Look on the bright side - they didn't clamp your car! Maybe they would have done that if they thought you were disabled or had preschool children.
It seems to me that clamping is inherently contraditory, they're saying "Because you inconvenienced us a liitle bit by not moving your car when you should've, we're going to make you inconvenience us for even longer". But from what I read in the papers, I had the impression that Chch was just a sea of clamp-lugging carpark attendants, so you're probably lucky to get off with the $45.
My understanding is that this is an illegal practice anyway. Unless something has changed my understanding is that a fine can only be issued by a cop or council, and the council only have the authority to do so on public land. I may be wrong here, but, I think you've got a pretty good case for taking it to court.
In fact if you wish to push it a little, pop into your Citizens Advice place (or police) and ask them, if they confirm my thoughts then lodge a complaint with the Police. It's called extortion. Others may know better on here, and if someone can confirm that would be great.
Viewers have complained about the Infringement Notices they get for overstaying Pay and Display Parks at Wilson Parking. One viewer, who got a $50 ticket for staying 15 minutes too long, took Wilson's to the Disputes Tribunal and won. He argued that private businesses cannot "fine" customers, only charge them Liquidated Damages representing the actual losses the infringement caused the company.
The tribunal referee found that Wilson's were attempting to claim a penalty fee which they were not entitled to. The complainant didn't have to pay Wilson's any money.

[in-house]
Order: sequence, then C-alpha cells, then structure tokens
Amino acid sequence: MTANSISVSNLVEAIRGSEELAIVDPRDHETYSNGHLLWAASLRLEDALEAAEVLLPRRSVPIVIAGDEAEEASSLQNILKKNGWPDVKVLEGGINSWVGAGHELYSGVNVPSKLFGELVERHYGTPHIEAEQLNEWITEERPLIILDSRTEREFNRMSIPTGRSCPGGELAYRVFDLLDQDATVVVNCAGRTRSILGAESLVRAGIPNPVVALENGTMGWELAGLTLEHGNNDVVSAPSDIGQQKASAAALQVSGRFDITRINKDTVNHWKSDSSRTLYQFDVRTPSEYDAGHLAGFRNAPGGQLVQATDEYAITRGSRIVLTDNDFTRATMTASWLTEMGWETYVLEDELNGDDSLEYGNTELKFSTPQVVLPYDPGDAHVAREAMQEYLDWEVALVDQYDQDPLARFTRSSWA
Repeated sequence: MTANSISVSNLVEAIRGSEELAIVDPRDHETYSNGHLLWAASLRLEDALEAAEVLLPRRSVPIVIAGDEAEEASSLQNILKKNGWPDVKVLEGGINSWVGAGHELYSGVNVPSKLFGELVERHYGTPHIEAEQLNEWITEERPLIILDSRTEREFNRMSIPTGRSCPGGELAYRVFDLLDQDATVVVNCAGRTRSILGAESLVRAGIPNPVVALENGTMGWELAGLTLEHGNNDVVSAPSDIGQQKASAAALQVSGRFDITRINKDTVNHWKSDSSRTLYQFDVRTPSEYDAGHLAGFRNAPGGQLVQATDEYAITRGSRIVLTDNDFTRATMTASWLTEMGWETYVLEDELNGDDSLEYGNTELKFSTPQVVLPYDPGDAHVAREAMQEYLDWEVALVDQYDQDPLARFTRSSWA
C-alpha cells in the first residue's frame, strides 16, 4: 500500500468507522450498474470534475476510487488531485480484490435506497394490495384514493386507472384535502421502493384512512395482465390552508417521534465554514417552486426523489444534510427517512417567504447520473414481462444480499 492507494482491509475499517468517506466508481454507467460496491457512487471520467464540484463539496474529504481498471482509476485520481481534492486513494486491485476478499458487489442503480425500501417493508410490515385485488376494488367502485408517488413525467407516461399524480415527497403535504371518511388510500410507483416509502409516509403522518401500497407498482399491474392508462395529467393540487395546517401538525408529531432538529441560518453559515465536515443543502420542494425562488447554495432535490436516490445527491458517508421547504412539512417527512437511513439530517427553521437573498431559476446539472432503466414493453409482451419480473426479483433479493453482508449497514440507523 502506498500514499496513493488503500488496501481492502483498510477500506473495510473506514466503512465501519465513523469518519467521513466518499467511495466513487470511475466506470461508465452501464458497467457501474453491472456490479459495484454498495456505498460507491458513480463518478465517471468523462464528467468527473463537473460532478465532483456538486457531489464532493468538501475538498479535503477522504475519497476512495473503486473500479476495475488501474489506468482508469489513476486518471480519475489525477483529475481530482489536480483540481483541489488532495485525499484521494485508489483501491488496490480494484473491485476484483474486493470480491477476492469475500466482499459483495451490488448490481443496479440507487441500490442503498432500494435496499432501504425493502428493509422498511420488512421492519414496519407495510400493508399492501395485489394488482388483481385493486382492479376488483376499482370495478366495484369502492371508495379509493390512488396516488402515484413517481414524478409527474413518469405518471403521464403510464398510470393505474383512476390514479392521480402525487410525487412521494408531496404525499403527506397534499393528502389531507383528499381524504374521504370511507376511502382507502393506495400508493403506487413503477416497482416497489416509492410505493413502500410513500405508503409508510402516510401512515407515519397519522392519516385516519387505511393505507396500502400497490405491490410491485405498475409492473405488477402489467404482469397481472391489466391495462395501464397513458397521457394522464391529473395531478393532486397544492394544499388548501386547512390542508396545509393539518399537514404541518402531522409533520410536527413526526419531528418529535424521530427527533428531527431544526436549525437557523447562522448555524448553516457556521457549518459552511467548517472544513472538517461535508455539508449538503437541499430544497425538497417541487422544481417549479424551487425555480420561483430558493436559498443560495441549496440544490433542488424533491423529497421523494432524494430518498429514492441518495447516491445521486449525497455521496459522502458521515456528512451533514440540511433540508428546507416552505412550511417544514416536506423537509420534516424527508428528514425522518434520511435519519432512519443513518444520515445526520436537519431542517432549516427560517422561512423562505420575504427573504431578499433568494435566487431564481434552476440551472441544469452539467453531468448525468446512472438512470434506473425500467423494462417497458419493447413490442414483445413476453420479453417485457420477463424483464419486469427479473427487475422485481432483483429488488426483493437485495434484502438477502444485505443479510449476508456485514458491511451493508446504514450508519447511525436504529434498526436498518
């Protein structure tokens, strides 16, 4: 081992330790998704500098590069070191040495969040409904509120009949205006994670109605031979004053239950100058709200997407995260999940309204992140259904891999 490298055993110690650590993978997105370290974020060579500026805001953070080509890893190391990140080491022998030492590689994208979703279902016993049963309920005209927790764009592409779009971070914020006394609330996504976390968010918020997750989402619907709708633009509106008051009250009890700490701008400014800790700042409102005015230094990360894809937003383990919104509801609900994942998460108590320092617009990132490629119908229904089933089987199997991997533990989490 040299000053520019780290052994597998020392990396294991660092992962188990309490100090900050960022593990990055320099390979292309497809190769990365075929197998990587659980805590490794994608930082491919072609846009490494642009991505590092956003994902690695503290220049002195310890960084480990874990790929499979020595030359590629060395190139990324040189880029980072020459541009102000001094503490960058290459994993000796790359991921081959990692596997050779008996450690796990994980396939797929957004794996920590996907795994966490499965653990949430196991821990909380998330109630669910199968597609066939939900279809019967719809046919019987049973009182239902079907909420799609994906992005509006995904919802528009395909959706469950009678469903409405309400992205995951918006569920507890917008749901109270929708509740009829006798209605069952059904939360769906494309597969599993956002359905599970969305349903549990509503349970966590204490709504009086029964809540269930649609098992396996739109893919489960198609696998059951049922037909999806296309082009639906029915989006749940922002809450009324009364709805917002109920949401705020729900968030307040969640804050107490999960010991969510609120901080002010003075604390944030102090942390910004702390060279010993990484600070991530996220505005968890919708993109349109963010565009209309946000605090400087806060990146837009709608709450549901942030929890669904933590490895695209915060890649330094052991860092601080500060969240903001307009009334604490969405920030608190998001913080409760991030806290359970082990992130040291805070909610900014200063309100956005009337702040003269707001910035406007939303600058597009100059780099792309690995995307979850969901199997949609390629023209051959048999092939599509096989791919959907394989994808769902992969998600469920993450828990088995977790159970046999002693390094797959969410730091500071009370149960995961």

Fair Go believes that the "liquidated damages" demanded by Wilsons, and the cost of $160 to get your car back if it were towed away after 15 minutes, are a rip-off by comparison to the fines issued by local councils.
However, Wilson Parking argues that their liquidated damages do represent actual losses to the firm. They say people who overstay their pay and display parks are breaching their contract with the carpark owner and that warnings are posted on signs in the carpark.
If you've already paid out on a pay and display ticket issued by Wilsons you, also, may wish to try to get your money back from the Disputes Tribunal.
The arguments put to the Tribunal by Dr Roderick Mulgan in his successful challenge are as follows:
"Liquidated Damages may only be claimed for the actual loss arising from a contractual breach, even where the amount is specified in a contract, or in this case, a sign. It is a basic legal principle that an injured party in a contract may only seek what they have lost: they may not make a profit from he situation.
"As the parking company had not lost $50 for my extra fifteen minutes of parking time, it seemed to me that their claim was invalid. The cost of the attendant was a fixed one, and had to be met whether I or anyone else parked in their park or not. The only identifiable loss was for the extra time in the parking space. (i.e. 75cents in a $3 per hour park)
"Wilson Parking refused to accept this argument, although they did not provide a rebuttal of it." "